No real financial support for public schools, but plenty more for charter schools (especially Bridgeport)

When Dan Malloy was running for governor he pledged to make adequate funding for Connecticut’s public schools a priority.

Instead Malloy introduced the most anti-teacher, anti-union, anti-public education corporate education reform industry initiative of any Democratic governor in the country.

Rather than use state education funds to support local schools and take some of the pressure off local taxpayers, Malloy has used scarce public funds to push his own initiatives including implementing the absurd Common Core Smarter Balanced Assessment Testing scheme and an unfair and inappropriate teacher evaluation system.

Compounding the problem has been Malloy’s devotion to diverting money to Connecticut’s charter schools.  In fact, the single largest beneficiary of Malloy’s charter school largesse has been Achievement First, Inc., the large charter school management company that was co-founded by Malloy’s Commissioner of Education, Stefan Pryor.

But Malloy and Pryor have been shoveling public funds to other charter school companies as well.

The charter school management company known as Jumoke Academy/FUSE has been given additional money and control of two neighborhood public schools.  The executives of Jumoke Academy have been given management control of the Milner Elementary School in Hartford and the Dunbar Elementary School in Bridgeport.  The Chief Operating Officer of Jumoke Academy/FUSE was even appointed to the Connecticut Board of Education by Governor Malloy.

Meanwhile, other charter school companies have already been approved or are seeking approval to open new schools in Connecticut.

Last month, nine new charter school applications were submitted to the State Department of Education.

Despite the inadequate funding for existing public schools and a projected $1 billion state deficit for the year following this November’s gubernatorial election, Malloy’s budget includes funding for at least two new charter schools.

A primary target for the expansion of charter schools has been Bridgeport, in part because Bridgeport Mayor Bill Finch is considered a strong charter school advocate.  Bridgeport already has four charter schools.

As the Connecticut Post recently reported;

“BRIDGEPORT — An outspoken Hartford magnet school principal, a Rhode Island education reform advocate and a longtime city teacher who also happens to be the mayor’s ex, all want the same thing: open the state’s next charter school here.

The three applications represent a third of nine applications received by the state to open charter schools this fall or next….”


The new plans include two schools prepared to open next fall if they receive approval — the Capital Prep Harbor School, modeled after a Hartford magnet school run by Stephen Perry and the STEAM Academy for Girls, started by Claire Mastromonaco, a fifth-grade teacher at Johnson School, who is also the ex-wife of Mayor Bill Finch.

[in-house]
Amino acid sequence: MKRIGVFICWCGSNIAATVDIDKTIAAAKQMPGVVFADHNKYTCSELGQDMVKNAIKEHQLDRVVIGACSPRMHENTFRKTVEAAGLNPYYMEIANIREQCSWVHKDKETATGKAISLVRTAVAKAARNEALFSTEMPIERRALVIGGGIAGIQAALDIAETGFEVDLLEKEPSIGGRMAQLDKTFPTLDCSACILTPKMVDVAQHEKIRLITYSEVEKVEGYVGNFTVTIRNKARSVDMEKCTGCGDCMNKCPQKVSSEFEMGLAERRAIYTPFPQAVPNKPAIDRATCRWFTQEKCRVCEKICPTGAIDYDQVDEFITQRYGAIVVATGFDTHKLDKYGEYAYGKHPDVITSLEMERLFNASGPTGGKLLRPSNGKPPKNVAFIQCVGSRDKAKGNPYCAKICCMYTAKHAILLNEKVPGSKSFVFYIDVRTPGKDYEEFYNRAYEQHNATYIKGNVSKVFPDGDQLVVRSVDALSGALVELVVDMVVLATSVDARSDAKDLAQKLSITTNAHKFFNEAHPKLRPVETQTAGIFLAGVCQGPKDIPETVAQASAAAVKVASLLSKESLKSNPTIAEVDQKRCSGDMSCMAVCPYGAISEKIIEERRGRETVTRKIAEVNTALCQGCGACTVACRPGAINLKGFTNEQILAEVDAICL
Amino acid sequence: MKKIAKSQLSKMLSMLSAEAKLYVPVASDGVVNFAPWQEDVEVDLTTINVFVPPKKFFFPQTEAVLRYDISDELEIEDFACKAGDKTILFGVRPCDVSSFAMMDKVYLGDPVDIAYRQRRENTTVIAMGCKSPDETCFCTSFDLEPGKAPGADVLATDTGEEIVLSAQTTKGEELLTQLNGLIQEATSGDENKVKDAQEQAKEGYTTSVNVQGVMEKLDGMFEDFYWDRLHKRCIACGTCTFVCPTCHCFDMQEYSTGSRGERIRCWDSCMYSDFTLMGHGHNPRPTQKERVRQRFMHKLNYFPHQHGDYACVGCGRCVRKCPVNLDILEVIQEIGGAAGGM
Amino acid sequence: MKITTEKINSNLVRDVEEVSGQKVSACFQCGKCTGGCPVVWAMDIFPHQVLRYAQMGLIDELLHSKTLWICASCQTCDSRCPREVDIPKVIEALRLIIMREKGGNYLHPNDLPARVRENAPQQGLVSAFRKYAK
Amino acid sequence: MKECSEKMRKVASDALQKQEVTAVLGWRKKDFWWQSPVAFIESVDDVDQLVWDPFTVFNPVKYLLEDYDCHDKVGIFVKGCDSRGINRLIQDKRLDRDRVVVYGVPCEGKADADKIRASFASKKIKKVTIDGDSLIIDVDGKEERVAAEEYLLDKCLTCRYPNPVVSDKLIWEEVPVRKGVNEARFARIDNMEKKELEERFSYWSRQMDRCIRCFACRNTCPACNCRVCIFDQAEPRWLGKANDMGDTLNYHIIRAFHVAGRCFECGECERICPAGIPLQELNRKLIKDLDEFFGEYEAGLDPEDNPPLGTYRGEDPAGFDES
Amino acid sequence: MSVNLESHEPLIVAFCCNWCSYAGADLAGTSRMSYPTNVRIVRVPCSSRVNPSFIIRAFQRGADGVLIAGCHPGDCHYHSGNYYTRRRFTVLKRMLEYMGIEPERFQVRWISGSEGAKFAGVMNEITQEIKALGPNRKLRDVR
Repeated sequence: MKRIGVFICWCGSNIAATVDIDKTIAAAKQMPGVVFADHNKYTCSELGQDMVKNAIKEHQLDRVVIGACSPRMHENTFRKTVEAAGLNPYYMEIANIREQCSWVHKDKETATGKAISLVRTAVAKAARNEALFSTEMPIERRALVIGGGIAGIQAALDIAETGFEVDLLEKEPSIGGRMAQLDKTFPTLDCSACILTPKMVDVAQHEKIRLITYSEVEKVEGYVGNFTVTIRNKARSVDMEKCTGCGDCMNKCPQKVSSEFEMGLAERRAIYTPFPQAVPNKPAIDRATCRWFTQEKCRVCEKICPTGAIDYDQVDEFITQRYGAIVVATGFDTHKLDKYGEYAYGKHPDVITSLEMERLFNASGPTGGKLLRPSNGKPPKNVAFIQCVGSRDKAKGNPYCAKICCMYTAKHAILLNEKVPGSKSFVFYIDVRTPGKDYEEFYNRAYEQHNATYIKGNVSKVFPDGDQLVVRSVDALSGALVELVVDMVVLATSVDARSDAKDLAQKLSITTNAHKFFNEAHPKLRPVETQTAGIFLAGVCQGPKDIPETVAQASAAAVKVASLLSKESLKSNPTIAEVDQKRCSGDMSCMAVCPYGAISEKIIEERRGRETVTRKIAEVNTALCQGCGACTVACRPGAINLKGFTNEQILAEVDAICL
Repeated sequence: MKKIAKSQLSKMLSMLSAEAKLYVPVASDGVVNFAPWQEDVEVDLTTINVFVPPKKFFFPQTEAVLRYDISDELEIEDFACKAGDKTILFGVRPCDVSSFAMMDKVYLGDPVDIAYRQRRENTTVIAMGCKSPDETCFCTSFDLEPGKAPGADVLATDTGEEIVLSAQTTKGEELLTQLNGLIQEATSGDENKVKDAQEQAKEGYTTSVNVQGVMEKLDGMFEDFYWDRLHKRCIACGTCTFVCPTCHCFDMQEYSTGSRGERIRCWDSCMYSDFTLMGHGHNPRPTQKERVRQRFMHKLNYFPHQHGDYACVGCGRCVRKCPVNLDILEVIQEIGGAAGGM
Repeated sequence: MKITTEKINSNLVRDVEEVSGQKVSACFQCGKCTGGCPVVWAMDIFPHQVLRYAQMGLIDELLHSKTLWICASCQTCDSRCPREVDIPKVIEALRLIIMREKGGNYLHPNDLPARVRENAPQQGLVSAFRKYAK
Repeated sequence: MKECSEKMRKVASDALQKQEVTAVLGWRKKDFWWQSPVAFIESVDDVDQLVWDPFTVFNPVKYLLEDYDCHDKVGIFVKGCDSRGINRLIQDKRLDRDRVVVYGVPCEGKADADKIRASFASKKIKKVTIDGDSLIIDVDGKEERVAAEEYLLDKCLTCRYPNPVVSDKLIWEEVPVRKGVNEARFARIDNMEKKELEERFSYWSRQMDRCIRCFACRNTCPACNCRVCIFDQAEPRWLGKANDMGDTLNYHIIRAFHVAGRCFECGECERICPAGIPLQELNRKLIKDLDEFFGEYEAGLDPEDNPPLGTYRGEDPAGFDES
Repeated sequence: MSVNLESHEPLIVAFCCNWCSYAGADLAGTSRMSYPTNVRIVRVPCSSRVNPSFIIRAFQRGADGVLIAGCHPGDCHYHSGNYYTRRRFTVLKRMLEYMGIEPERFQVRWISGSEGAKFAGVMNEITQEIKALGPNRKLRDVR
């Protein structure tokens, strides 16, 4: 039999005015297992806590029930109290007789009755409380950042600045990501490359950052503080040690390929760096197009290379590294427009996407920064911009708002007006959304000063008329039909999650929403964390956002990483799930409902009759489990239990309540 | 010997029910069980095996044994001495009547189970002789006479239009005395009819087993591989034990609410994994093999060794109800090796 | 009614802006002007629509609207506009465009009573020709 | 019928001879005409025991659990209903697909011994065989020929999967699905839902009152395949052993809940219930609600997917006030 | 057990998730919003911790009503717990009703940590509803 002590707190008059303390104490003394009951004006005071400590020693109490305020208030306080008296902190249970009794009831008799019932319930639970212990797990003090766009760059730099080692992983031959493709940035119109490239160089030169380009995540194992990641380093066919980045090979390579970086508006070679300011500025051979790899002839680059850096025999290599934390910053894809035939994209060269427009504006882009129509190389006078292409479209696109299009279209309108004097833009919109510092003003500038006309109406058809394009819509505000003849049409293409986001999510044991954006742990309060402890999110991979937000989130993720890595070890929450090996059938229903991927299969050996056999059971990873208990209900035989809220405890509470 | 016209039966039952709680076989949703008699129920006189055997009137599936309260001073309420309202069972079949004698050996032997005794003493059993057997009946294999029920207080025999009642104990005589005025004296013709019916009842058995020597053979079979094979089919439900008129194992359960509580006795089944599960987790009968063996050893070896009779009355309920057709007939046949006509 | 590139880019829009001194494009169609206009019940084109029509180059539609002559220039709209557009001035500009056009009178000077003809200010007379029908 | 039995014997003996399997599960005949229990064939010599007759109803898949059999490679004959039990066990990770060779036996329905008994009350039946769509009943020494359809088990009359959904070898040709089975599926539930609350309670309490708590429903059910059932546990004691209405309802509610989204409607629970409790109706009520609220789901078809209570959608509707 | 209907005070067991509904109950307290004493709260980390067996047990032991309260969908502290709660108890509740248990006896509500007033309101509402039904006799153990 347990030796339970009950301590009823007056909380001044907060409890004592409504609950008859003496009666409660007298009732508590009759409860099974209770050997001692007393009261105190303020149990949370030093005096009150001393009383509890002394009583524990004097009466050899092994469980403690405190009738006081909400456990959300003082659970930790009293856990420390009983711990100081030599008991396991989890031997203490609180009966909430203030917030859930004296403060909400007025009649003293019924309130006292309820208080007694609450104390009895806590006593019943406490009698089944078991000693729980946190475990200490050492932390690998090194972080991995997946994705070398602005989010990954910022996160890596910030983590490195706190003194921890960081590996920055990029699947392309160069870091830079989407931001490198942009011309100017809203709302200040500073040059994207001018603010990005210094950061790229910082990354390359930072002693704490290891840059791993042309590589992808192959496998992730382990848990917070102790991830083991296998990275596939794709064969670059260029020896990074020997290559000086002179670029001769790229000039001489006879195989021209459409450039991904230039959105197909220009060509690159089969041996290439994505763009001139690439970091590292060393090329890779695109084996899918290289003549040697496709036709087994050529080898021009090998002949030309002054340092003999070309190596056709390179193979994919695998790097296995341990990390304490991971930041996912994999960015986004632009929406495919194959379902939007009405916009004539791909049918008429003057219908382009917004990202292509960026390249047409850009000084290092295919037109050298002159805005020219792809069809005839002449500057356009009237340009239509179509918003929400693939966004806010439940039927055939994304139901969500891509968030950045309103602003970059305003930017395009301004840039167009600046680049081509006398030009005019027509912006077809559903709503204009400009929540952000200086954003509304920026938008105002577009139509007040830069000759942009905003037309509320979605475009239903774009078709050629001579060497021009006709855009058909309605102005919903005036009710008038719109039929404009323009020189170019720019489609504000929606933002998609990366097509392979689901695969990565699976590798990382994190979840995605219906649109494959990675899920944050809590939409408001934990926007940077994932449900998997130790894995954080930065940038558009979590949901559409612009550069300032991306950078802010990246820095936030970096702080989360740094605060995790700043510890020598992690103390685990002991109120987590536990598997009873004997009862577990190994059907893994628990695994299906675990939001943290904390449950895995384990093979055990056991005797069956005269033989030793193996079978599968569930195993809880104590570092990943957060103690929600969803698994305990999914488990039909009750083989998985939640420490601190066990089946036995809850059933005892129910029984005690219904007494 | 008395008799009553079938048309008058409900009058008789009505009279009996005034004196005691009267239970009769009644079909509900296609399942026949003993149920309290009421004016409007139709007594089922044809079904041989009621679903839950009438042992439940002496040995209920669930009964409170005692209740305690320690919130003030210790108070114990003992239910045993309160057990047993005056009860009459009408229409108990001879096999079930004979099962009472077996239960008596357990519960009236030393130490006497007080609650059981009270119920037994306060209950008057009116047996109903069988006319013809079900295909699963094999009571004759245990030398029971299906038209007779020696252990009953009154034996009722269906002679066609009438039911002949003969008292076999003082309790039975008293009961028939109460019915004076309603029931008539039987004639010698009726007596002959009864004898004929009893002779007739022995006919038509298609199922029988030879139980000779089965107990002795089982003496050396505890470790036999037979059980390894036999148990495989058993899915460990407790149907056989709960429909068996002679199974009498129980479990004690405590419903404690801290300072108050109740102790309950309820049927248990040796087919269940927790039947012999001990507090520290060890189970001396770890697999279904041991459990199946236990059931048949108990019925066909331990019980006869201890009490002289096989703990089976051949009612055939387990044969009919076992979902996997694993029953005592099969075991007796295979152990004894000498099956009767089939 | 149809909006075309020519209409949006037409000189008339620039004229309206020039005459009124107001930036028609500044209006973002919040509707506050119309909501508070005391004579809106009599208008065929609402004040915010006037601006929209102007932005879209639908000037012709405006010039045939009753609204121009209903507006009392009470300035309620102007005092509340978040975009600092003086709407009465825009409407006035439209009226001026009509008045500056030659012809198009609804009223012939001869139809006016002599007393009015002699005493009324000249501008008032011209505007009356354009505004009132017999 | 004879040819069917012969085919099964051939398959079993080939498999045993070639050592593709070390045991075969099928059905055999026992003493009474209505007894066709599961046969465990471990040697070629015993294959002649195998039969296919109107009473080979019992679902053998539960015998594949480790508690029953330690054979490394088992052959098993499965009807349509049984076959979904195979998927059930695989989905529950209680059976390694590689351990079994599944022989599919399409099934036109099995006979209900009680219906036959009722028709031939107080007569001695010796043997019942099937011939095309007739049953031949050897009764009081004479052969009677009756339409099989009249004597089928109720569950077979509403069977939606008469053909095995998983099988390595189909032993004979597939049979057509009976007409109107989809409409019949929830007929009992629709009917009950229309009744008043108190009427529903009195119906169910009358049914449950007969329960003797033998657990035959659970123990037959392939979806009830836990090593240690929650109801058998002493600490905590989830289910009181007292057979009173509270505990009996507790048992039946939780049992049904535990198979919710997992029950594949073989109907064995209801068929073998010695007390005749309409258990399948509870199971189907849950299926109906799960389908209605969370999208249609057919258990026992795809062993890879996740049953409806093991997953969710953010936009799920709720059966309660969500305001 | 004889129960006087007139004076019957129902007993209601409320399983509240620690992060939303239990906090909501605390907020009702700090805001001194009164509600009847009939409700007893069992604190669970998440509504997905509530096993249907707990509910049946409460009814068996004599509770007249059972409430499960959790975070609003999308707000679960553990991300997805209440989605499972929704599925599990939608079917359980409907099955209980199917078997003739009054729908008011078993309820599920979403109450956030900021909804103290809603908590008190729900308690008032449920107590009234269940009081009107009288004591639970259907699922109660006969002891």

A third contender is Great Oaks Charter School, a school spearheaded by Maryellen Butke, founding director of the Rhode Island Campaign for Achievement Now.”

Charter school companies see Connecticut as a prime target for expansion because not only does the state give charter schools money for every student they take in, but the cost to transport those charter school students and the cost to provide them with special education services continues to be paid by the local school district.

The Connecticut Post article goes on to summarize the three new Bridgeport charter school proposals;

Charter School Proposal #1


Mastromonaco said she has always wanted to start a school for girls. A classroom teacher for 18 years, Mastromonaco also runs the Children’s Center for the Arts. Her background is in the arts, but she loves the sciences and math and said she sees too many of her female students lose confidence and “check out” by the time they reach middle school.

She said a single-gender school that focuses on science, math and the arts will help them more feel confident.

STEAM would open in the former Holy Rosary School near Washington Park with 108 pre-kindergarten through first-graders and grow to a 252 pre-K to fifth-grade school by its fifth year. The school would strive to be racially balanced, draw from the suburbs and city. Its preschool would be Montessori-based.

Christopher Finch, her son and a teacher in New York City, would serve on her governing board along with several Bridgeport educators and parents.

In a letter of support for STEAM, Bruce Ravage, director of Park City Prep, a charter school that has won permission to add a fifth grade, said Mastromonaco knows the student population well and is in a unique position to address its needs.”

Charter School Proposal #2

“Capital Prep Harbor School

Asked why he’d want to come to Bridgeport, Perry, a lightning rod for school reform issues, talks about the city’s waterfront location, proximity to New York City and its potential.

“Bridgeport has always been one of those cities you heard about,” Perry said. The charter school he would form here would be modeled after the public magnet school he has run in Hartford for nearly 10 years.

It would have a theme of social justice, a longer school day and year, require students to participate in sports and extra-curricular activities, and would strive — according to the 600-page application — to send all graduates to four-year colleges.